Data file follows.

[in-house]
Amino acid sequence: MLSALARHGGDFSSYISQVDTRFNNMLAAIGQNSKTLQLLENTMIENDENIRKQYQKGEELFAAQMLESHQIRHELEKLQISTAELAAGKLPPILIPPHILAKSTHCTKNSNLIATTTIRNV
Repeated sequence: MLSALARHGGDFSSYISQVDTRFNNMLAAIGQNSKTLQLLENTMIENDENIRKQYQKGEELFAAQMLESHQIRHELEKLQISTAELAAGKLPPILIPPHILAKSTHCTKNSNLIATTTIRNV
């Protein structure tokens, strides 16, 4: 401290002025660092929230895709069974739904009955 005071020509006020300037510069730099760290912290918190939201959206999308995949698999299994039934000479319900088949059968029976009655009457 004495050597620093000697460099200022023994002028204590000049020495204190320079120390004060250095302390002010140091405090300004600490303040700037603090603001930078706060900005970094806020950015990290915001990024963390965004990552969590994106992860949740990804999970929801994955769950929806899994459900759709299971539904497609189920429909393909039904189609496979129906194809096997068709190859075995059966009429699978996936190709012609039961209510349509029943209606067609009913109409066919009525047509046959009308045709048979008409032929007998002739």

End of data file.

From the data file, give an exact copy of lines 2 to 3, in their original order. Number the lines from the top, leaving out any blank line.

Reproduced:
Amino acid sequence: MLSALARHGGDFSSYISQVDTRFNNMLAAIGQNSKTLQLLENTMIENDENIRKQYQKGEELFAAQMLESHQIRHELEKLQISTAELAAGKLPPILIPPHILAKSTHCTKNSNLIATTTIRNV
Repeated sequence: MLSALARHGGDFSSYISQVDTRFNNMLAAIGQNSKTLQLLENTMIENDENIRKQYQKGEELFAAQMLESHQIRHELEKLQISTAELAAGKLPPILIPPHILAKSTHCTKNSNLIATTTIRNV